Posted: Aug 31, 2018

NICERC, the National Integrated Cyber Education Research Center, is funded by the Department of Homeland Security and is a trusted source for cyber, STEM and computer science curriculum for grades K-12. This partnership means EduTech will be able to extend the reach of NICERC resources statewide to provide greater professional development opportunities for educators.   

“This NICERC certification will provide valuable resources to help empower teachers and introduce students to 21st century career fields that are in demand globally,” said North Dakota Chief Information Officer Shawn Riley. “Additionally, teaching good cyber hygiene like strong passwords and other security measures to our students starting at an early age is valuable regardless of what career field they go into.”

“By focusing on K-12 educators, we begin creating a strategic, disciplined, and deliberate solution to diversifying the state’s workforce base,” said Kevin Nolten, NICERC’s Director. “As educators, our responsibility is to ensure that our students are employable in a 21st century economy and that they know how to ethically live, work and play in cyberspace.”

NICERC also partnered with EduTech, the North Dakota Department of Public Instruction (NDDPI), Bismarck State College, North Dakota State University and Google in early August to host a Cyber Teacher Summer Seminar. As part of their training, middle school teachers received a class set of micro:bits™, a coding resource, and high school teachers received a class set of Arduino Shield-Bots™, a robotics and programming kit, for use in their classrooms. In total, NICERC is committing $100,000 of classroom equipment to North Dakota middle and high school educators who complete the training provided by EduTech in the coming months. 

“As the only high school math teacher at Warwick Public School, I have no class periods open to teach the fantastic technology we were exposed to at the Cyber Seminar, so I will be offering a Robotics Club as part of Warwick’s 21st Century after-school program,” said Warwick Public School math teacher Rita Kaeding. “Students in grades 7-12 are excited to get started on computer programming when the activities begin next week. It is great to have EduTech’s support as the students and I delve into a whole new learning experience.”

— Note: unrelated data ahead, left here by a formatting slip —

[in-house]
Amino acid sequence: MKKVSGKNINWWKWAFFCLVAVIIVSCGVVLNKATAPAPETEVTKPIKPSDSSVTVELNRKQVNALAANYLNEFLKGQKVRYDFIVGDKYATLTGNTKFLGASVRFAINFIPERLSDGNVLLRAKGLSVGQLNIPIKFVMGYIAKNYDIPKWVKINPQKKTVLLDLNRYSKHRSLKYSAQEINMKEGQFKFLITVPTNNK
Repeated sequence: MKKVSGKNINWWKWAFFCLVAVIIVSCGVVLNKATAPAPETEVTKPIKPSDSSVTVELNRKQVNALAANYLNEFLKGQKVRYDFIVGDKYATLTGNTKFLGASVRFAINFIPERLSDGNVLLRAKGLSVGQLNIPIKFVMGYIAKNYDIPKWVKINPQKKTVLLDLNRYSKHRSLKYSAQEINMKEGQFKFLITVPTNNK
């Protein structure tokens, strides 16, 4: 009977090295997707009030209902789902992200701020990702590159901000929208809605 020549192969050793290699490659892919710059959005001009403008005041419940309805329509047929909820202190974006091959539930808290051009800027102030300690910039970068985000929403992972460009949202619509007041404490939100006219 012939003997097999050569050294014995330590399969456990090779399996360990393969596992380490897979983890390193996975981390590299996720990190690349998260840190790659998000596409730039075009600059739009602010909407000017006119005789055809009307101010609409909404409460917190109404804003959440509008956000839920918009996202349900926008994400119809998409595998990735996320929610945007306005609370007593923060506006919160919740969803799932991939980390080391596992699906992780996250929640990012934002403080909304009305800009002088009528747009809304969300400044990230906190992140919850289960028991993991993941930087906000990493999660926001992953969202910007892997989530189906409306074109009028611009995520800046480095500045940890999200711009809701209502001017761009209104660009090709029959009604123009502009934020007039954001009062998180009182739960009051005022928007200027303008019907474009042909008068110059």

Kirsten Baesler, North Dakota Superintendent of Schools, said “NDDPI is pleased to partner with multiple state agencies on this important work, and we are grateful EduTech has secured this certification as an Official NICERC Training Partner. It is critically important that our North Dakota schools have trained teachers who will be able to teach our students the vital skills of cybersecurity, coding and computer science. Their future and the vibrant future of our state depend on it.”

Complementary to the NICERC partnership, EduTech recently was named a Microsoft Training Partner, giving EduTech access to up-to-date training materials and regular collaborations with Microsoft personnel in order to provide statewide professional development opportunities using Microsoft tools. EduTech is also working with Code.org to further extend available training options for North Dakota educators. For students, numerous cybersecurity camps and activities will be promoted in the coming months to complement ongoing statewide efforts, including Hour of Code, which coincides with Computer Science Education Week in December.

These activities are part of a statewide effort by nearly 40 organizations from across North Dakota’s educational, workforce, military and information technology sectors to create a multi-faceted, comprehensive approach to computer science and cybersecurity education and workforce training, termed “K-20W.”

Riley presented on the state’s cybersecurity education and workforce efforts at the National Association of State CIOs (NASCIO) monthly webinar Aug. 28. The presentation, titled “Building North Dakota’s Cyber Moonshot: Every Student, Every School, Cyber Educated,” is available here on NASCIO’s website.

Partnership with industry is an important component of the “K-20W” initiative. Recent examples include a collaborative effort with Palo Alto Networks and Bismarck State College to expand the college’s Cybersecurity and Computer Networks Program. North Dakota is also a Microsoft TechSpark program participant, a national civic program to introduce digital initiatives designed to foster greater economic opportunity and job creation.

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Photo caption: (from left) Tabitha Teel with EduTech, Joseph MacAdam and Tommy Gober with NICERC, Matthew Scherbenske with the North Dakota Department of Public Instruction, and Tracy Becker with Career and Technical Education were part of the team conducting the Cyber Teacher Seminar at Bismarck State College in August.